The move inflamed the players, Manchester United's especially. They refused to give up union membership. Most clubs turned to amateurs to replace their professional players, but United were unable to sign enough. It was during this period that the famous "Outcasts FC" photograph was taken. Finally, the day before the season was due to begin, the League gave in, removing the suspensions and recognising the union.

Old Trafford
1909 was also a milestone for United for another reason. John Henry Davies once again lent financial support by lending £60,000, a huge sum at the time, to finalise the team's move to Old Trafford. They played their first game there on 19 February 1910 as Liverpool spoiled the celebrations with a 4-3 win in a close game.

Ernest Mangnall's leadership brought United to their first successful era. They would be the first winners of the Charity Shield in 1908, and the League again in 1911 pipping Aston Villa on a tense last day of the season. The Charity Shield victory in 1911 would be the end of this era and J. Ernest Mangnall would leave the next year for Manchester City.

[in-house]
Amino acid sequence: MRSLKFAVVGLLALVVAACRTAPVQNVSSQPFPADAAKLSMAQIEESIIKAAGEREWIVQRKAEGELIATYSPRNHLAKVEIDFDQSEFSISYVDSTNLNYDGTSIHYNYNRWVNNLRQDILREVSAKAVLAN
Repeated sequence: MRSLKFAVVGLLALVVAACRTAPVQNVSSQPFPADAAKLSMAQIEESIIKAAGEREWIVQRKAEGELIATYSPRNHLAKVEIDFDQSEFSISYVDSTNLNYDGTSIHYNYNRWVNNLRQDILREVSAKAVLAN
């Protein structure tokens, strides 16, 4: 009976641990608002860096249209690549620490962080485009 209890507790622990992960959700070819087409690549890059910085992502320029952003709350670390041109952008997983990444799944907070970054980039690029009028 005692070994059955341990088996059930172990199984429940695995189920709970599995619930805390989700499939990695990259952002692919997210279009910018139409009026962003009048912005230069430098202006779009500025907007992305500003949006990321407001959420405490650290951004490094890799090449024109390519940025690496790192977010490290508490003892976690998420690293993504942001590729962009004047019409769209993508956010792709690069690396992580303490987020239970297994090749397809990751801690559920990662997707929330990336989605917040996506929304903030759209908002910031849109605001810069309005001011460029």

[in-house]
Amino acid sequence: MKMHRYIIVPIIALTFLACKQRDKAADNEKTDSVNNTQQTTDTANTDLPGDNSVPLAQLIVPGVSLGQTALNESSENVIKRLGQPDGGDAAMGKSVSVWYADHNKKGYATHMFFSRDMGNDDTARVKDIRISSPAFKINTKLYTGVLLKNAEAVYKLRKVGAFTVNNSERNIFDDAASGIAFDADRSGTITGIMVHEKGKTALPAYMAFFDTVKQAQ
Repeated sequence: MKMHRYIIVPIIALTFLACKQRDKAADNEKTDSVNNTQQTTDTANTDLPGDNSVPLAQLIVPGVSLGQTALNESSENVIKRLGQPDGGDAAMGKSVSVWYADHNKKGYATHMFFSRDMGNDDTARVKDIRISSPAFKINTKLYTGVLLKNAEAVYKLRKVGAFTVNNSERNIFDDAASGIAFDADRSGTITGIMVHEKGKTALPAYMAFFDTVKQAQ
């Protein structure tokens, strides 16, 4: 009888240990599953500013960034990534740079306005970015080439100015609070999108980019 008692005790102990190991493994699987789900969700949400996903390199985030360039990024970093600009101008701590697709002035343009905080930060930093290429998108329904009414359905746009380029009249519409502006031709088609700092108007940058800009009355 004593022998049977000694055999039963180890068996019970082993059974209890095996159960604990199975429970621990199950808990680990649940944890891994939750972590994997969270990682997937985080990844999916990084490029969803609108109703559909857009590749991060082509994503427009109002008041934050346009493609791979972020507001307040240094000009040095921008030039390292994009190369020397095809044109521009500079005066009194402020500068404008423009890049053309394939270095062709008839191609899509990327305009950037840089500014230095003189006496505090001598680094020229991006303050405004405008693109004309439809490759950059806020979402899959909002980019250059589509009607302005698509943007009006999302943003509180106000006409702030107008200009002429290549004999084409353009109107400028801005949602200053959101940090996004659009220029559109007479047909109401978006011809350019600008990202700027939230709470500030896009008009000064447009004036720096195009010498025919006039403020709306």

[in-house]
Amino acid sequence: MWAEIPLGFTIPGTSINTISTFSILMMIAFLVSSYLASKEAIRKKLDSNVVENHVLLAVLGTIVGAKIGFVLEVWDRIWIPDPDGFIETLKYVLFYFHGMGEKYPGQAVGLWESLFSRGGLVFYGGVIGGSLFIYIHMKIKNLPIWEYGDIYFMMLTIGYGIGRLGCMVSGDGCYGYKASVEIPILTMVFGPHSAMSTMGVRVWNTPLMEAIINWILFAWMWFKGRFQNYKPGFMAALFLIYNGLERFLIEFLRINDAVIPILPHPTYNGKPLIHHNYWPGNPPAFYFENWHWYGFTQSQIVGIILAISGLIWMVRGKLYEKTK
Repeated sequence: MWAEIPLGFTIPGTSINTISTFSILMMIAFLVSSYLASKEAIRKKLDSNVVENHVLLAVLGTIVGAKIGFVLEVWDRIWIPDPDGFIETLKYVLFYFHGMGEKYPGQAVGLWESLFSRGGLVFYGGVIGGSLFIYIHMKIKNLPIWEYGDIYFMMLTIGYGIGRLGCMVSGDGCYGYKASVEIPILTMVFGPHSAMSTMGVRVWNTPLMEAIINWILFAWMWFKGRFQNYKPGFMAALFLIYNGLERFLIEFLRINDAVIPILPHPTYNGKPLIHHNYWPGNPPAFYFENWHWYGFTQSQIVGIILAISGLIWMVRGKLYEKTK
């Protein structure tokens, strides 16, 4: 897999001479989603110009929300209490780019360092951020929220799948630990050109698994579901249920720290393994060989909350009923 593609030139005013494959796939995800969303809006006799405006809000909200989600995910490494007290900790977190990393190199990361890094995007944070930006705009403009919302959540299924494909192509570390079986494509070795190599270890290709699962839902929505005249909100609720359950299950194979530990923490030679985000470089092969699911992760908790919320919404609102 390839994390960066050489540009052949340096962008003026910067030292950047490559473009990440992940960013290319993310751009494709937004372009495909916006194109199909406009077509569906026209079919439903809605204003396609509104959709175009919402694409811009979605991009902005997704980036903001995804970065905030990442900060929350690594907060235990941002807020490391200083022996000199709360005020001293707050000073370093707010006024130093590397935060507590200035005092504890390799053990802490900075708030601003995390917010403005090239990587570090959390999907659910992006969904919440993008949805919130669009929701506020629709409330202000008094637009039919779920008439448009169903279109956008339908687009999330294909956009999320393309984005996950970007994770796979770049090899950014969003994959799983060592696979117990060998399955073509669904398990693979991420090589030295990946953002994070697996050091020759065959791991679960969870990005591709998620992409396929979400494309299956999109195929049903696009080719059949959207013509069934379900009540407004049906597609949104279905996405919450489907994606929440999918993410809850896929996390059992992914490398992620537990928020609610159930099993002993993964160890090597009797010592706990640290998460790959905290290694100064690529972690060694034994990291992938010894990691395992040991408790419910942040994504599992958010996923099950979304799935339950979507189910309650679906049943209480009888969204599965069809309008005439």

Without Mangnall, the club stumbled to 13th place in 1912. Attendances slumped to 15,000 and the squad started to age under the leadership of JJ Bentley. They narrowly escaped relegation in 1914-15 by one point; three of United's players were later found to have conspired with Liverpool players in fixing a United win in the match between the sides, in the 1915 British football betting scandal. The United players were found guilty of match-fixing and banned for life.

The Football League was suspended at the outbreak of World War I, during which Sandy Turnbull was killed in France.

Post World War I
The League resumed in 1919 following the end of the war, but United were overshadowed by the rebuilding of Manchester City under old manager Ernest Magnall and despite crowds sometimes in excess of 40,000, the club only managed 13 wins and finished in 12th place. The worst was yet to come and in 1921/22, they won only eight of 42 games, conceded 72 goals and were relegated. Billy Meredith had also left in 1921, following Ernest Mangnall to a thriving Manchester City.